In some cases, children refuse to be alone in the room requesting somebody to keep them company or they prefer to stay close to the parents even if inside the home. Some children have difficulties falling asleep unless somebody stays with them and during the night they might try to sneak into the parents or sibling bed.
Some children can have nightmares during the night, which are the expression of their fears.
Separation anxiety disorder can develop after the experience of a traumatic event such as the death of a parent, attachment figure, or pet, the illness of the child or significant figure in the child's life, changing schools or moving into a new area, neighborhood, or country. The onset can be as early as preschool age or any time before the age of 18, although a late onset (around teenage years) is not common.
In the United States, the prevalence of separation anxiety disorder ranges between 1.3 percent in teenagers age 14-16 to 4.1 to 4.7 percent in children age 7-11. Girls seems to be more affected by this disorder than boys.
Signs and Symptoms
Separation anxiety disorder is a psychological condition diagnosed mostly in children and rarely in adolescents. It can be recognized when the following symptoms are present:
1. Psychological symptoms, include:
- Recurrent anxiety and severe distress when separated from attachment figures or safe environments (such as home) or when anticipating the separation.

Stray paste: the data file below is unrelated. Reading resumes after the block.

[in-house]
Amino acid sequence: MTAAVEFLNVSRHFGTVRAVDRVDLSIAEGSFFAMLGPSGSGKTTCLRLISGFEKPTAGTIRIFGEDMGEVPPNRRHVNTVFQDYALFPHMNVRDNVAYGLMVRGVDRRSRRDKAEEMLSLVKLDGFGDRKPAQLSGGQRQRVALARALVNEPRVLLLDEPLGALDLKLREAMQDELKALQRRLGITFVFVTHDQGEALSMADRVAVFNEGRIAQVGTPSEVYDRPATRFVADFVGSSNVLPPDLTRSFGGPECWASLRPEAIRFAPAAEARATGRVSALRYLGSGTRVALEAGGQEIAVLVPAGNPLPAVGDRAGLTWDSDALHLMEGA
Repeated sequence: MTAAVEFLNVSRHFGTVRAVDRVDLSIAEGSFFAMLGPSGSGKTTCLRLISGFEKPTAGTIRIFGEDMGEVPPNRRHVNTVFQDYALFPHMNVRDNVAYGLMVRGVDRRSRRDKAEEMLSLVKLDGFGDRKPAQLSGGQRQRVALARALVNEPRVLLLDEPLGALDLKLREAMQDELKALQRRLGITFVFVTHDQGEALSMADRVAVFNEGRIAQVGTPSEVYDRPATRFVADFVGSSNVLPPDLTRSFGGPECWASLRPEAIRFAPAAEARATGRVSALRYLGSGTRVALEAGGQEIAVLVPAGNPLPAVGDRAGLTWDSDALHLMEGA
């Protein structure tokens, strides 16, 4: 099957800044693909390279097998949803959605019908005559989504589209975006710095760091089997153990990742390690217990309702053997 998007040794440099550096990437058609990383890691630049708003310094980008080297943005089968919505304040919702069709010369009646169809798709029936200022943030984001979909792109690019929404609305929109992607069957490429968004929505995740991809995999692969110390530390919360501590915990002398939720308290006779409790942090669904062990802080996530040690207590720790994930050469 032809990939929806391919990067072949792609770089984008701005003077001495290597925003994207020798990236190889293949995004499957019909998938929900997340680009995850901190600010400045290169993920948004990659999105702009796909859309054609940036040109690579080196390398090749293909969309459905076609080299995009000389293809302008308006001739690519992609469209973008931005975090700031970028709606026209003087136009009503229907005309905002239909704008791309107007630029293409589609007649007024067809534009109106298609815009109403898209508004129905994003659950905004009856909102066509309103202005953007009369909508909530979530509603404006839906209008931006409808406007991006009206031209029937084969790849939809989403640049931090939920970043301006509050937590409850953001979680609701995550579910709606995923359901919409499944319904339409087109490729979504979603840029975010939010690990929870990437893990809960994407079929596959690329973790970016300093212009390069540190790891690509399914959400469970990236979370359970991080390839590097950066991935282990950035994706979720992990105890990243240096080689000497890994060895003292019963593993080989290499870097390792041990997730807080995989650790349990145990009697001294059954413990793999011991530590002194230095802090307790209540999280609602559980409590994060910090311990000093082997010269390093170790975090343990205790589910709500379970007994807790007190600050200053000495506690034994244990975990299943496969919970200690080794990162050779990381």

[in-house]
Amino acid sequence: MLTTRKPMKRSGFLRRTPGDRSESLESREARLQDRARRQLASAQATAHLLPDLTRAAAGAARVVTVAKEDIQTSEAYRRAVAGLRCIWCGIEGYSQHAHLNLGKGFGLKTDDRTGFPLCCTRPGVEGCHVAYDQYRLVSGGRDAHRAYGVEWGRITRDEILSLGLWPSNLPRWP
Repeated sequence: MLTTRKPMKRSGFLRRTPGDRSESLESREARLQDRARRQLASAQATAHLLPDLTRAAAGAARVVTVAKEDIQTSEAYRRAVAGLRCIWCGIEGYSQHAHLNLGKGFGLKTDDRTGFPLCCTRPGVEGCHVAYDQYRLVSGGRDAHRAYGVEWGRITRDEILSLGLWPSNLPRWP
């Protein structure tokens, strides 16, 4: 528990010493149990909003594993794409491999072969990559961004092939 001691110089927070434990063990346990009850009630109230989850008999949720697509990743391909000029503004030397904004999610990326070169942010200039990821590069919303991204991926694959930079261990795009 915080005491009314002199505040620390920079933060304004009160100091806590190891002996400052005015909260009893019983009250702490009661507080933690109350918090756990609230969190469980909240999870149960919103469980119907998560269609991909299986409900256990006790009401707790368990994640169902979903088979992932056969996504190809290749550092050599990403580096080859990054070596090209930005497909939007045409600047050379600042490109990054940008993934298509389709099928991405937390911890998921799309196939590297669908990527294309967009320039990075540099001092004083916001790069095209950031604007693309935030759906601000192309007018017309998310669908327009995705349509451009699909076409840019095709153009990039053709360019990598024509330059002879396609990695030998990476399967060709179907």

- Persistent and excessive worry of losing their parents or caregivers, or that something bad could happen to them.
- Fears of getting lost or being kidnapped.
- Excessive worry concern their own safety.
- Fear and reluctance to be alone.
- Low self esteem in social and academic settings.
2. Behavioral symptoms, include:
- Crying or whining when they have to be separated from parents or caregivers.
- Clinging behaviors when separated from their parents.
- Refusal to sleep alone and requesting to sleep in the parent's bed.
- Refusal to go to school or be involved in age-related activities away from home.
- Repeated nightmares involving the separation theme.
- Panic or temper tantrum when separated from the parents.
- The need to constantly stay in touch with loved ones.
- Requesting reassurance that the loved ones are safe.
- Difficulties concentrating.
3. Physiological symptoms are displayed when the separation occurs or is anticipated. They include:
- Stomach aches
- Nausea or vomiting
- Muscle ache or tension
Causes and Risk Factors
The causes of separation anxiety disorder are not known. However, separation anxiety disorder, like any other anxiety disorder, is believed to be triggered by biological, psychological, social, and environmental factors.